The SBOM Edge: How to Strengthen Software Security in Connected Cars

August 17, 2023
The SBOM Edge: How to Strengthen Software Security in Connected Cars

By Ling Cheng (Senior Product Marketing Manager)

In the first installment of our two-part series of blog entries, we discuss the benefits that the software bill of materials (SBOM) can bring to the software-defined vehicle (SDV) ecosystem. In this blog entry, the second installment, we take a look at how taking advantage of the SBOM can significantly enhance software supply chain security.

As connected vehicles increasingly rely on complex software systems, industry reports predict the share of software components in their overall structure to go up from 10% at present to 40% in the future. This expected increase in software share will lead to a corresponding rise in potential vulnerabilities that malicious actors could exploit.

In line with this, the automotive industry has witnessed a surge in the adoption of the SBOM in recent years, with some countries and regions actively contemplating its inclusion as a regulatory mandate. This development underscores the critical role of the SBOM as a fundamental requirement for conducting vulnerability analysis in the automotive industry.

Addressing software vulnerabilities, therefore, has become more important in the automotive industry, given how dire the consequences of security breaches can be. There is urgency in proactively tackling software vulnerabilities in vehicles to ensure the safety of drivers and passengers, which is a precondition for the ecosystem to thrive.

Uncovering hidden risks in the automotive industry

We discuss in the following examples how some overlooked vulnerabilities can lead to potential safety issues:

  • Denial-of-service (DoS) attack to crash an in-vehicle infotainment (IVI) system: A vulnerability, designated as CVE-2023-34733, in Volkswagen Discover Media Infotainment System Software could allow an attacker to use a USB device with a malicious media file to perform a DoS attack on an unpatched system. Even if one unplugs the USB device or turns off the car, the IVI system will not return to normal. If the breach persists, the attack could proceed to execute arbitrary code that displays a distracting pop-up message on the vehicle screen to scare the driver, potentially endangering their safety.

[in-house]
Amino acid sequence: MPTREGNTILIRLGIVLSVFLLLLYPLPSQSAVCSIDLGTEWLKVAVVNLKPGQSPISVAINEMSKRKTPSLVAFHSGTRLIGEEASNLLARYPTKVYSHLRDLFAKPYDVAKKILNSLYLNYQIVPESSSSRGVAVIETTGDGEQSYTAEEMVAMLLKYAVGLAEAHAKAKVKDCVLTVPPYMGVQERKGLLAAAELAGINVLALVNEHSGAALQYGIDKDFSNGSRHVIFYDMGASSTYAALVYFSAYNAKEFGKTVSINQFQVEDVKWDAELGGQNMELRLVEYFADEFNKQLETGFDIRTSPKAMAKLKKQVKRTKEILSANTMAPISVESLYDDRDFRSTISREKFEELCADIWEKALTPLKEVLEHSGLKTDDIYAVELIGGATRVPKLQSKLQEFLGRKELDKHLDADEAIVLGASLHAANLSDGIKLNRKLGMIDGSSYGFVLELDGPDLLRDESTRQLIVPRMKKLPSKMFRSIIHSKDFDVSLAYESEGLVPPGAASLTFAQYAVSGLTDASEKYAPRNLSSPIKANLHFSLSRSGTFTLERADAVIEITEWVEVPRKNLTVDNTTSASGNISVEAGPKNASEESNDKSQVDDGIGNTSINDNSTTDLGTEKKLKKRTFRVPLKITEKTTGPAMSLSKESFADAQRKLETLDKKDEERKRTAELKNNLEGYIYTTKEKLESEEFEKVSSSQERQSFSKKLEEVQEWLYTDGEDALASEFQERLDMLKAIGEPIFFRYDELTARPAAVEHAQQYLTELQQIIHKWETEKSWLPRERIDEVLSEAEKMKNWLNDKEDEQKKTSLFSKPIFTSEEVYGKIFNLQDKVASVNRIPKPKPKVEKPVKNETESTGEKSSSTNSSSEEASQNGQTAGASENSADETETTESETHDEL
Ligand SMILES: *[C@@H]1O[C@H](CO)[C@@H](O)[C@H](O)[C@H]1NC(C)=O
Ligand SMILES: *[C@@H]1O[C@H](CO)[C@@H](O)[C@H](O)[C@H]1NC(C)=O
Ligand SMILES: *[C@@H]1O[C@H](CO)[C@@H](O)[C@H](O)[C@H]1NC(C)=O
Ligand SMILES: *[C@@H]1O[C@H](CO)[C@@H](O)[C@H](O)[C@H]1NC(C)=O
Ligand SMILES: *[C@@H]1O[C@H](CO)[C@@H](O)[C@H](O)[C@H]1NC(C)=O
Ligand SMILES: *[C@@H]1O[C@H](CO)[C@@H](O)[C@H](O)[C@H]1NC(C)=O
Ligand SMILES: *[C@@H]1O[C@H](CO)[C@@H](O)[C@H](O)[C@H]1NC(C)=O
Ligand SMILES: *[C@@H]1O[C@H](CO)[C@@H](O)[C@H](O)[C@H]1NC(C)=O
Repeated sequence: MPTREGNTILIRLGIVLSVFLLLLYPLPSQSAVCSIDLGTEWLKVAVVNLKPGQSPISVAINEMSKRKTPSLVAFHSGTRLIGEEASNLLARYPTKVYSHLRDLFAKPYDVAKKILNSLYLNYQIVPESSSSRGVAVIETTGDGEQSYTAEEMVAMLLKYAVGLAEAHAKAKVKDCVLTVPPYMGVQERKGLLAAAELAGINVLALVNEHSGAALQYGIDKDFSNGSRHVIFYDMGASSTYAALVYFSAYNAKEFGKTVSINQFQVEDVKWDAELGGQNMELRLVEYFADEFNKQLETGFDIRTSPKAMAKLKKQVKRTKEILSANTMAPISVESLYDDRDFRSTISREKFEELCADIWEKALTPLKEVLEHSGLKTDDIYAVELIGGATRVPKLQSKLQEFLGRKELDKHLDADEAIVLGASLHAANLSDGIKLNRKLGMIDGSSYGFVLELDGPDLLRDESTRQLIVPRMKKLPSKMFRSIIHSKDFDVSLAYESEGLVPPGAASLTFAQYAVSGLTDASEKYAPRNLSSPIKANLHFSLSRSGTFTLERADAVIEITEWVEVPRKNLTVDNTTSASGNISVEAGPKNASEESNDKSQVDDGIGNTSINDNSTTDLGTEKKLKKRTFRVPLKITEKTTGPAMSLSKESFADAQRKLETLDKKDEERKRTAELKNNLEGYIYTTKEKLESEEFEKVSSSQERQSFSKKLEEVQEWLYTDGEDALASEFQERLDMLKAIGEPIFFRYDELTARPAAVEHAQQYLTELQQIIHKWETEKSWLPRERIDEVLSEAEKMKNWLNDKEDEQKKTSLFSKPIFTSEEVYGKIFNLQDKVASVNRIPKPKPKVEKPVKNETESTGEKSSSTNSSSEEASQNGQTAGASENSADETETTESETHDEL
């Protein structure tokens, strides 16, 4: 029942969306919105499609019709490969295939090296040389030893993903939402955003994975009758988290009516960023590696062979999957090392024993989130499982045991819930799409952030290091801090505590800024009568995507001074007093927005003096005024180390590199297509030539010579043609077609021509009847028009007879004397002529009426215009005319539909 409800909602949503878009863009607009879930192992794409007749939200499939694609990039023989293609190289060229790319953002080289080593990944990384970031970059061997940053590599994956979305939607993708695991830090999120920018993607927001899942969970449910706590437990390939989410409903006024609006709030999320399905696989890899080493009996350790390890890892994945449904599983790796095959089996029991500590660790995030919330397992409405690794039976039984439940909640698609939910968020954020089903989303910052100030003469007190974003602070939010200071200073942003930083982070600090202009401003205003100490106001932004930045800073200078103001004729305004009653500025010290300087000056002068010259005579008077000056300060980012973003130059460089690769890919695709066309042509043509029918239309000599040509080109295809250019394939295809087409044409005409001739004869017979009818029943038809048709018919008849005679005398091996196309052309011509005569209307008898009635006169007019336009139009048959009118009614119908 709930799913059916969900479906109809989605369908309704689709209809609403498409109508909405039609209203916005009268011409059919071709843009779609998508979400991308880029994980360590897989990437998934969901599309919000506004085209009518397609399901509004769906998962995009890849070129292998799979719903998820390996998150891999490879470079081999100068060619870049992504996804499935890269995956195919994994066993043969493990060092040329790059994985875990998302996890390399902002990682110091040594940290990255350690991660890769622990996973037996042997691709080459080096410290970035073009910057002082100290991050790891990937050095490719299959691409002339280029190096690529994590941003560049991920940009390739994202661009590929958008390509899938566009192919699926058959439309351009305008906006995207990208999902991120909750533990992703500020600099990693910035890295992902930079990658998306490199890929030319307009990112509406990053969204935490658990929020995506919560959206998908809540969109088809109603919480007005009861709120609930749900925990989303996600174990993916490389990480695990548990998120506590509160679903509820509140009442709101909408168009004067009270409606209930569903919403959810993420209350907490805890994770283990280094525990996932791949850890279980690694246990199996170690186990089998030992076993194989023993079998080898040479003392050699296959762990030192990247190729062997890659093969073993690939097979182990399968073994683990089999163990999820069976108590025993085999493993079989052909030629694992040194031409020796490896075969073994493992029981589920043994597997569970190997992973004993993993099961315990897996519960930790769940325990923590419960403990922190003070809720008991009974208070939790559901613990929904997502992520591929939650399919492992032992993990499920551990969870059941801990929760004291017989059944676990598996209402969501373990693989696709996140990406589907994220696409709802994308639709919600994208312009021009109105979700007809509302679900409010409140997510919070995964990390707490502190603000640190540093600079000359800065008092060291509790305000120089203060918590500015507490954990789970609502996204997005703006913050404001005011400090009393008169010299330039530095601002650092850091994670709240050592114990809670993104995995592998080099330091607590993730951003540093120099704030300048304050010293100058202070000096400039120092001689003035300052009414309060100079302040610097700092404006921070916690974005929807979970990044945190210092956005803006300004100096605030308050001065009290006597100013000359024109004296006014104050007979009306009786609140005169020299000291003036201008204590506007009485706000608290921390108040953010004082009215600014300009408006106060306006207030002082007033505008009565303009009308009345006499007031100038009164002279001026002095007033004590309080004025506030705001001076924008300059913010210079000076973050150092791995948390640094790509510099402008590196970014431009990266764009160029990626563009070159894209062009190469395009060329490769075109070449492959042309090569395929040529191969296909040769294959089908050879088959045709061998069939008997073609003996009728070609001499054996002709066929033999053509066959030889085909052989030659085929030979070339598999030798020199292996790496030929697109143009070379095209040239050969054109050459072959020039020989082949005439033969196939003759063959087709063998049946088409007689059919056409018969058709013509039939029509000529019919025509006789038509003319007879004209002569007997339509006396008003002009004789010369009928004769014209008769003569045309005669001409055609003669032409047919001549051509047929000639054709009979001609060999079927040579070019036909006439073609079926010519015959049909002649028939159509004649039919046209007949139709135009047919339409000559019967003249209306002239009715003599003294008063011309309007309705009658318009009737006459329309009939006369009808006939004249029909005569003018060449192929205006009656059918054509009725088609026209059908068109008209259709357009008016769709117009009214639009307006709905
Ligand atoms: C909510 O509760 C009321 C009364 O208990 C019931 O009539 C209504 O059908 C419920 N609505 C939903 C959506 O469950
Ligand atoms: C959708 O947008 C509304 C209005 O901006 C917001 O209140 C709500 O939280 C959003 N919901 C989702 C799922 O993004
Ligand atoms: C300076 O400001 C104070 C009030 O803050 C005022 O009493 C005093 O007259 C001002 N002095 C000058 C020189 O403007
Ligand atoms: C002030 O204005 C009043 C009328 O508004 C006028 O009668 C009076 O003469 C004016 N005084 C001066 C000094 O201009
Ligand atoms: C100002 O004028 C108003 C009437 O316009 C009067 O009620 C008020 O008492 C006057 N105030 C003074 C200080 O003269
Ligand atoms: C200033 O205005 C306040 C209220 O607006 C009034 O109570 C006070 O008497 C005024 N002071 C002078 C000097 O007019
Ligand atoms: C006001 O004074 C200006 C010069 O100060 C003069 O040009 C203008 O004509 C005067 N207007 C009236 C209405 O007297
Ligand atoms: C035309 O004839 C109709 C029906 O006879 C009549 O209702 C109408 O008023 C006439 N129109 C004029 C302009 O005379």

• Vulnerability exploitation to control an IVI system without credentials: A vulnerability assigned as CVE-2022-24595 was identified in Automotive Grade Linux Kooky Koi 11.0.0, 11.0.1, 11.0.2, 11.0.3, 11.0.4, and 11.0.5. Attackers could exploit this vulnerability to access an IVI system with Wi-Fi connection, potentially enabling them to control the on/off advanced driver assistance system (ADAS) switch or steal video files in the IVI system. Malicious actors don’t need user credentials or user interactions to perform this attack.
  • Vulnerability exploitation to manipulate vehicle functions: Attackers could create rogue Wi-Fi hotspots to get DHCP (Dynamic Host Configuration Protocol) information and then exploit stack overflow attack and privilege escalation vulnerabilities to gain remote control of Tesla’s infotainment system and manipulate vehicle functions through the CAN bus to get control of door and trunk functions. Malicious actors exploited CVE-2021-26675 and CVE-2021-26676 for this attack.

The automotive supply chain, which encompasses an extensive network of more than 20,000 suppliers, adds another layer of complexity to the security challenge. Each link in the supply chain represents a potential entry point for cyberattacks. Identifying and managing vulnerabilities in this intricate ecosystem is a concern that requires immediate attention.

The laborious task of tackling current automotive software vulnerabilities

How does the automotive industry handle cyber risks at present? When vulnerabilities emerge, the product security team initiates the process by gathering vulnerability information and comprehending the potential impact on the organization’s system. The team then employs existing vulnerability scan tools to identify products that use the affected source code. However, because of the lack of an SBOM, manual inspection becomes necessary not only to determine the extent of impact for each vulnerability but also to trace which customers are affected by these products.